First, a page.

On the same note, flipped Jace's quality directly correlates with the number of useful instants and sorceries in your deck. His +1 ability isn't what makes him an asset. Flashing back a spell about every other turn in a Snapcaster Mage imitation is what makes him powerful. Thus, we should try to fit him into a shell where we can flip him fast and have access to many different spells we want to cast again.
Another big factor when deciding which cards to include in our Jace, Vryn's Prodigy // Jace, Telepath Unbound deck is that he starts out as a creature. While that means he can block attackers with 1 power without dying, it also means that Fatal Push and other removal spells can target him. Planeswalkers are usually hard to get rid of as creature removal can't target them and so they provide threats your opponents may have dead cards against. A classic control deck that doesn't rely on creatures has the advantage of ignoring effects that target creatures, which leaves opponents with many bad draws throughout the first game, and leaves them guessing after sideboarding.
If you're playing Jace, Vryn's Prodigy // Jace, Telepath Unbound in a control context, this advantage will be gone. That makes it better to move him to the sideboard and stay creatureless entirely, or to include additional good creatures that require your opponent to draw multiple removal spells if they want to keep you off of threats. It also makes cards like Liliana, the Last Hope and The Scarab God better. Those cards fit nicely into a control strategy, but they suffer from not having creatures in your deck.
As Dig Through time, Thoughtseize, and Fatal Push work very well alongside Jace and I suspect them to be among the most powerful cards in the new Pioneer format, I've decided to put them all together for my first Pioneer brew, which is Dimir Control:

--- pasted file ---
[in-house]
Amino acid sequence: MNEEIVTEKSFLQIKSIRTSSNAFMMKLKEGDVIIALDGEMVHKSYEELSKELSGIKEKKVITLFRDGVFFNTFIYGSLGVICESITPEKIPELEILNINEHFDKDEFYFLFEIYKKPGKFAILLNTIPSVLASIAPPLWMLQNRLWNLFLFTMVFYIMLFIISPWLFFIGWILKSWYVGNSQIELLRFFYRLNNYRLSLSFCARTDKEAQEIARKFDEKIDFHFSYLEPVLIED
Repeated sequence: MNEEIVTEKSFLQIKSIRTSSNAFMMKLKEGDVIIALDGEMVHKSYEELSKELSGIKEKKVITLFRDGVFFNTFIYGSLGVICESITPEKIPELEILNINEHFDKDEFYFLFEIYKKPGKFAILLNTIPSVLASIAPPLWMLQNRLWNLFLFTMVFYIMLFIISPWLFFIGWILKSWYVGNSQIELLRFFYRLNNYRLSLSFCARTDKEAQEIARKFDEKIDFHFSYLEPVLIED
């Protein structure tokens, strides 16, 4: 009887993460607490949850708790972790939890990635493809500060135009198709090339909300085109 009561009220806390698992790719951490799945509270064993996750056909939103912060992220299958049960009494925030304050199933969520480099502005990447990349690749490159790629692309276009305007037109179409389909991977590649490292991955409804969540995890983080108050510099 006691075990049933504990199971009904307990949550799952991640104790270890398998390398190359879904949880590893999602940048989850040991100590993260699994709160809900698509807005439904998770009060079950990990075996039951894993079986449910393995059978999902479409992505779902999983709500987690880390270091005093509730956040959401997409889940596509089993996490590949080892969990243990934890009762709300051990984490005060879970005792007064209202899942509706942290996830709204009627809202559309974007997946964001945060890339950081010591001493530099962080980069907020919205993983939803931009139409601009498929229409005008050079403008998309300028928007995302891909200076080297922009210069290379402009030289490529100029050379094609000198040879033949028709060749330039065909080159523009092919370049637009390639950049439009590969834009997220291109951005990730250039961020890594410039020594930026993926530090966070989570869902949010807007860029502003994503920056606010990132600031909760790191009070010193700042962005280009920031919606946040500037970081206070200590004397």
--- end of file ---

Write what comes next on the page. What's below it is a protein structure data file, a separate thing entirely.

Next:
|Dimir Control by Andifeated|
While it's hard to build a control deck without knowing the expected metagame yet, this one plays so many powerful cards and generic answers that I'm not afraid to bring it to any early Pioneer tournament.
Four Fabled Passage is a must for me as it helps to flip Jace fast, turns on revolt for Fatal Push, and pays for delve costs of Dig Through Time and Murderous Cut, all while fixing our mana. The deck features many double-colored costs and wants untapped lands throughout the mid- and late game. If you don't have your playset of that card yet, I suggest you get it now. It should be fairly important for Pioneer decks as long as we don't get more and better fetch lands in the future—which seems unlikely to me after the initial banned list started with the Khans fetch land cycle.
I'm not sure how many Field of Ruin we want to run. It smooths our deck's synergies like Fabled Passage does, but comes at a higher cost since its mana remains colorless until we have an opportunity to use it profitably or have the luxury to spend the necessary mana. As we don't know yet how many utility lands like Search for Azcanta // Azcanta, the Sunken Ruin, Mutavault, Hissing Quagmire, Lumbering Falls, and Ramunap Ruins will be played in main decks—looks like it could be many—I didn't wanted to start with four. But I could see the need for a full playset of that powerful answer to problematic lands.